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Spot wire breaks with unusual CMOS gate circuit

17 Feb 2014  | Raju Baddi

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CMOS devices have large input impedance with input currents on the order of 0.01nA. Incorporating feedback circuitry can result in a latch-like device that can be used to store bits, and also operate in a more analogue mode as shown in this design idea, which pinpoints the location of a break in a wire.

First let's look at the use of CMOS gates as memory devices. Figure 1 shows a one-bit transparent latch. A single CD4069 hex inverter can make a 3bit latch, or if one uses a CD4050 hex buffer one can have a 6bit latch. In the case of inverters, a pair of gates form a memory cell. One gate feeds back the inverted output from the other through a large resistor.

Figure 1: Transparent latch using ordinary CMOS gates. Data in is "D" and enable is "E".

A small capacitor is also included at the input which provides noise immunity (either supply or at the input). It also helps to set up timing constraints for the input signals. A transistor is used to latch data into the memory cell. The emitter of the NPN transistor is used to supply the data, and its base terminal is used to control its transmission to the input of the cell. Data is applied to D, and a short positive pulse is applied to E. In a time determined by the RC time constant, this data is copied into the memory cell. Inverter gate based memory cells can provide both non-inverted and inverted outputs while non-inverting gate provides only non-inverted output. The feedback resistor can also be a reverse biased diode, as the input impedance of the gates is very high. A reverse biased diode conducts current on the order of 1nA, which is still two orders of magnitude higher than the input current requirement of the CMOS gate.

In a bundle of wire with a break somewhere along it, though it is simple to tell whether or not there is a break, it is difficult to pinpoint its location. Using the above discussed memory cell, we shall explore a way of detecting such a break.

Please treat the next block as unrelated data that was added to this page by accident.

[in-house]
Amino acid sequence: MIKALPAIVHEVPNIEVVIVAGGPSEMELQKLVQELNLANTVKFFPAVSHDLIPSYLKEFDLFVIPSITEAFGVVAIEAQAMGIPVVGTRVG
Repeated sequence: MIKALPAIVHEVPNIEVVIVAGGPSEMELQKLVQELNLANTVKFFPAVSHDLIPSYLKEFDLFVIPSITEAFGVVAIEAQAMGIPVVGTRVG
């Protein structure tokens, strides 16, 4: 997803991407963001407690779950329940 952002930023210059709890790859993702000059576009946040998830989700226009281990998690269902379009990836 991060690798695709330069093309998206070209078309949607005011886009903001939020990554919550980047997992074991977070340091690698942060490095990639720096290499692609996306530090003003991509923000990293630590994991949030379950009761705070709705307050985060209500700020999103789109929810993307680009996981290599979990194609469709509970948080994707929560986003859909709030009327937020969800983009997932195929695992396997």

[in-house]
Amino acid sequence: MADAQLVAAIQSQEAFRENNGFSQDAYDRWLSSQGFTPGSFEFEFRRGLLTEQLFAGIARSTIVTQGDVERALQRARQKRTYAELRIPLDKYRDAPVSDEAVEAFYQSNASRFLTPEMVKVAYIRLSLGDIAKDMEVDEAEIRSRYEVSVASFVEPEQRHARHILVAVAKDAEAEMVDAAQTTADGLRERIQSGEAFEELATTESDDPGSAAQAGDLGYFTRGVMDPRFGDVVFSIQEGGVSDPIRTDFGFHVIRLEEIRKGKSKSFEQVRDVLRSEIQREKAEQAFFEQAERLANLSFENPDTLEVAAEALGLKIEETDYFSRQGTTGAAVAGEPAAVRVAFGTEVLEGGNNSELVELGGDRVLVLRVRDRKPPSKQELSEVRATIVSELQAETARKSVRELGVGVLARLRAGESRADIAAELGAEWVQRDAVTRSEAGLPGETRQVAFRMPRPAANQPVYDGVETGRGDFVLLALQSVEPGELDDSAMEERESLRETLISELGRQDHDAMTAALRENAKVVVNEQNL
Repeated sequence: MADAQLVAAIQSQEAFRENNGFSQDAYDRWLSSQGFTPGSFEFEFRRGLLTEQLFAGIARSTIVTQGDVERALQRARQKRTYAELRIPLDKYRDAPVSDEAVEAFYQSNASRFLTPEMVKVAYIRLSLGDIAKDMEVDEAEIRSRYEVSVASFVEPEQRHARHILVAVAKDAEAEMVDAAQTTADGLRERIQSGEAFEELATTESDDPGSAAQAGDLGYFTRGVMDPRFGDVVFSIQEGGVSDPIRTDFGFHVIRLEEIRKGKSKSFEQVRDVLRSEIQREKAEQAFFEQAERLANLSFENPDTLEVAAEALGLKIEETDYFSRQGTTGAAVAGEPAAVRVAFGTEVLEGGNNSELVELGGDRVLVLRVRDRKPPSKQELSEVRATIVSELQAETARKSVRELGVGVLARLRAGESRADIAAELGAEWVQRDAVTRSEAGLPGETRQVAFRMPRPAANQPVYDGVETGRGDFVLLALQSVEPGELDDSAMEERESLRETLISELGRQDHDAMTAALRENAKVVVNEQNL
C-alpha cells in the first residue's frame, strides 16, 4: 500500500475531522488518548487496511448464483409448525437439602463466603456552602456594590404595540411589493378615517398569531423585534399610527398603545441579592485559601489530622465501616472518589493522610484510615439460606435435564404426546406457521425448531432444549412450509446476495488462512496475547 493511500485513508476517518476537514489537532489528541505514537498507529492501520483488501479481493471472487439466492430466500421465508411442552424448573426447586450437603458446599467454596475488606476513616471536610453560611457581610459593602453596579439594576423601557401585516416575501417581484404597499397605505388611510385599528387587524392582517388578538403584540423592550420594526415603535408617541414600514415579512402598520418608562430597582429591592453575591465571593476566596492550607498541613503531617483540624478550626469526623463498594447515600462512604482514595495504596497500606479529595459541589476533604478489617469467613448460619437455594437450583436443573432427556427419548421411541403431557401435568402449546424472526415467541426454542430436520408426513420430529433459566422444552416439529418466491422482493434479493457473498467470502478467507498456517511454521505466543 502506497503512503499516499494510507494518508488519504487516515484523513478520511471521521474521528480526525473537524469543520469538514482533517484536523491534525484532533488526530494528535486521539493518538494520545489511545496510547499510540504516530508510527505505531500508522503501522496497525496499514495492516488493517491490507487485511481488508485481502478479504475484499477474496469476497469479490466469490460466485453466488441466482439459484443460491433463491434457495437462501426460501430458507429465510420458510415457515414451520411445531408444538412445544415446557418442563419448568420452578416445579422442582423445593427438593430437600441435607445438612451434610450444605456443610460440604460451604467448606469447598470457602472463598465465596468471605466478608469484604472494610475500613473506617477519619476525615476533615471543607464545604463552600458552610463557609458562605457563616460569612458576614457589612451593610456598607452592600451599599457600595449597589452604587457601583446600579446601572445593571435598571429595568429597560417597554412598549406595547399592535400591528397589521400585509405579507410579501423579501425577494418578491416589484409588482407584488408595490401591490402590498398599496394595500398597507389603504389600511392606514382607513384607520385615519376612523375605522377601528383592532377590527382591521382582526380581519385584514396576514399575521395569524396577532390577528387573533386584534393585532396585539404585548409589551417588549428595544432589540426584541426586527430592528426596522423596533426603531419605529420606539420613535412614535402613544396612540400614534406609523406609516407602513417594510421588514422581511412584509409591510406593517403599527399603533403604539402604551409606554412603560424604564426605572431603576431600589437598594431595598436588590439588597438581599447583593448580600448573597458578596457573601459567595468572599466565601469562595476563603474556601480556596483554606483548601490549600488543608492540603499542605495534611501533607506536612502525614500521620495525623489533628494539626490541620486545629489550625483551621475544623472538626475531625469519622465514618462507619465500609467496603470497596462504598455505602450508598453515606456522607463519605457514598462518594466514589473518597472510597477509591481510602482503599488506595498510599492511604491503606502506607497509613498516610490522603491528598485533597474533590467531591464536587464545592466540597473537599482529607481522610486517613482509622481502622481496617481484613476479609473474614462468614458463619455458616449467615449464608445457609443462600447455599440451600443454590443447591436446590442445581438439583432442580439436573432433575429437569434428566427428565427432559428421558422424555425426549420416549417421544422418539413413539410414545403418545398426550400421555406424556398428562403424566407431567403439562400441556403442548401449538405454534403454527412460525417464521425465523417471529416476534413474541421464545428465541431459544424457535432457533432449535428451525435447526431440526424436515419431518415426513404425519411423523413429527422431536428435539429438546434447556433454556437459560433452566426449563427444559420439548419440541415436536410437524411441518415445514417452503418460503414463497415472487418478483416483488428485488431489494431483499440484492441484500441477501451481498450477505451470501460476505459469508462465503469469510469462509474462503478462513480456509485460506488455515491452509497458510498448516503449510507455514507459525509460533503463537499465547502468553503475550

In figure 2a, the broken wire forms a capacitance with a detector cylinder of length 1-3cm through which the wire passes, and charges the input capacitance (Ci~10pF) of G5. The cylinder/wire configuration can have a capacitance on the order of a few pF or less. Hence, to store the required amount of charge on G5's input, a large voltage is required. The opposite ends of the broken wire are connected to out-of-phase square waves of ~30V amplitude. Schematically we have a ~1pF and ~10pF capacitor series combination being charged by a potential difference of 30V (figure 2b). To toggle the gate, the voltage on its input capacitance Ci should vary on the order of VT, its input logic threshold voltage. The gates operate at a voltage of only 3V, even though the supply is 25-35V. A 3V supply to CD4069/40106 implies a VT of roughly 1.5V. Even though both the capacitors have the same charge, their voltages are different by a factor of 10 – if the gate input capacitor Ci is charged to ~1.5V, the wire-cylinder capacitor CT is charged to ~15V. Thus, a supply of 25-35V is a good choice to generate the square wave signal applied to the two ends of the test wire.

Figure 2: Schematic diagram of wire break detector using CMOS memory cell (shown in broken box). If using the CD40106, only one gate is needed for the oscillator (Schmitt inputs). An additional gate can be put in series with the memory cell G5 and G6 to form a completely separate LED driver. One can directly use a dual colour LED if desired as the LEDs can be reversed in orientation simultaneously. Use of bright LEDs and a supply of at least 30V is recommended. It is also possible to use a resistor divider network at the base of Q3 to obtain the 3V supply. When the tube passes over the break, there is a flip in the glow of the LEDs. It should be cautioned that some versions of the CD4069 might not function properly as an astable due to a low value of VT.

Figure 3: This shows how the LEDs respond to sleeve position.

Figure 4: Suggested connection for a multi-conductor cable.

The square wave is generated using gates G1-G4. The outputs from G3 & G4 control Q1 & Q2 in opposite phase. Gates G5 & G6 form the memory cell which stores the logic state arriving at the input. The LEDs indicate the memory content at the chosen phase of the astable (here, the output of G4). When the tube passes across the break, the LEDs change state.

About the author
Raju Baddi contributed this article.

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